Frequently Asked Questions

What is Cardigan?

Cardigan is a service that helps you find and delete old tweets.

Why would I want to do that?

Spoken words are usually quickly forgotten. But our online posts can resurface even years later. So there are several reasons why it's a good idea to audit your old tweets:

You never know when some past tweet might come back to haunt you. Cardigan will help you prevent that unwanted attention.

How does it work?

First you authorize Cardigan to view your tweets and to delete tweets on your behalf.

Cardigan will then fetch your tweets (this can take several seconds, so please be patient!). You can now scroll through your tweets to find the ones you want to delete. Clicking on a tweet will select it as a candidate for deletion. Clicking on it again will unselect it.

You can sort your tweets in useful ways:

You can filter your teets, restricting them to just retweets or just replies.

You can also search for tweets containing specific words, hashtags or usernames.

Clicking "Delete All" will delete all the tweets that currently match your filters.

Clicking "Delete Selected" will delete just the ones you've clicked on.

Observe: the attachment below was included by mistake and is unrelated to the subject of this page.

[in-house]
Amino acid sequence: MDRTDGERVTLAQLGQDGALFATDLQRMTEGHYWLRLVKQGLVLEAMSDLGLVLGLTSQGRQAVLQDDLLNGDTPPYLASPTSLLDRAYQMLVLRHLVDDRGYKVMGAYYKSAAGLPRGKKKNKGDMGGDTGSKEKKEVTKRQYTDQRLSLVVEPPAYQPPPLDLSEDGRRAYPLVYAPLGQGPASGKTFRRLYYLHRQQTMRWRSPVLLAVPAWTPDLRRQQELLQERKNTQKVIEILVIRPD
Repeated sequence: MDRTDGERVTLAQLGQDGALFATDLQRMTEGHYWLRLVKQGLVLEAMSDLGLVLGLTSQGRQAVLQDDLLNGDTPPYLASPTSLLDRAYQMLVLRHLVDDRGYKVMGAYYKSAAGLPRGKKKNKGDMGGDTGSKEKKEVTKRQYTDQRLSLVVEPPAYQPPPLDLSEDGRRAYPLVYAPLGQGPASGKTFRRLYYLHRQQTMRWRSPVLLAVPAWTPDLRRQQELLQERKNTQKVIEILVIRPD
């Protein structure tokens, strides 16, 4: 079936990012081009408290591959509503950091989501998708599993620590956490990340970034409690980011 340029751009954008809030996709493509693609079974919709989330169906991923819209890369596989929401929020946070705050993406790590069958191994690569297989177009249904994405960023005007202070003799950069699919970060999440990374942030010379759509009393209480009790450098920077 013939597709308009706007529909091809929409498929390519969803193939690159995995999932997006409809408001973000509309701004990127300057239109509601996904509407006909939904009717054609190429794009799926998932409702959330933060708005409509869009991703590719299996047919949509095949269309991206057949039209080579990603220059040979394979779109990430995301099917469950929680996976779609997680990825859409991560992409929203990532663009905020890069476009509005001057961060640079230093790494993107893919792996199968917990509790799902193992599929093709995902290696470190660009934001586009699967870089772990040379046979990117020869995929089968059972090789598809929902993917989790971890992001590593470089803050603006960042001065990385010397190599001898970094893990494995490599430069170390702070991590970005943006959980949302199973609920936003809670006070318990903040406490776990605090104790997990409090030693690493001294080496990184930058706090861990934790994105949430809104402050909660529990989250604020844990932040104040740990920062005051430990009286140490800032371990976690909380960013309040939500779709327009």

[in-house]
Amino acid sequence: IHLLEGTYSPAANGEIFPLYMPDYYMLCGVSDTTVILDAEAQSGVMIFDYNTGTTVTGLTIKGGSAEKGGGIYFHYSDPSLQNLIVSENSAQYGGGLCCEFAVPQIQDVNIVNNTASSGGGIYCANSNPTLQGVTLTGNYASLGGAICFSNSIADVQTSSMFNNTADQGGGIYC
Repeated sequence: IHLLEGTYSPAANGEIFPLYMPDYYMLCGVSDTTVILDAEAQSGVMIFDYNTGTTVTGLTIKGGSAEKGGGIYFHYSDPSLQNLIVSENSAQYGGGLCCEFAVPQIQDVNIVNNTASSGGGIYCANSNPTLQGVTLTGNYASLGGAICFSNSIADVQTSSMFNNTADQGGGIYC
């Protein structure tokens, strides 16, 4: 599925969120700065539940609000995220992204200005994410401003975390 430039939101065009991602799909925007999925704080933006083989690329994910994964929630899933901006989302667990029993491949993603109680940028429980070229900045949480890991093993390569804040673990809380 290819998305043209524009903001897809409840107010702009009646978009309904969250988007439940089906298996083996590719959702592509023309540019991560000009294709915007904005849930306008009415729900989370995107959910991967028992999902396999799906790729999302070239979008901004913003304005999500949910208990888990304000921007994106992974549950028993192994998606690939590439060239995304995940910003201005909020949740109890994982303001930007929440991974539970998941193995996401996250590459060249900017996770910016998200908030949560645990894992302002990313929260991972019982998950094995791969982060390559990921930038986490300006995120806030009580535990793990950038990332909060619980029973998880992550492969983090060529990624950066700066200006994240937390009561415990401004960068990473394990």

You will then be asked to confirm that you really want to proceed. Once you confirm, the list of tweets to delete will be uploaded to Cardigan's servers, and then deleted.

You can view the deletion progress, but please note that this can take some time, especially when the site is busy.

Why does it take a while for my tweets to actually be deleted?

Cardigan has to delete your tweets one by one, sending a separate request to Twitter for each one. So when you click on "Delete", your tweets aren't deleted right away. Instead they are queued up to be deleted over time. How long it takes depends on how busy the site is.

Furthermore, Twitter limits the number of tweets a user can write or delete per hour and per day. Cardigan is subject to those limits, so if you're deleting a large number of tweets Cardigan will spread those out over time.

Can I delete retweets?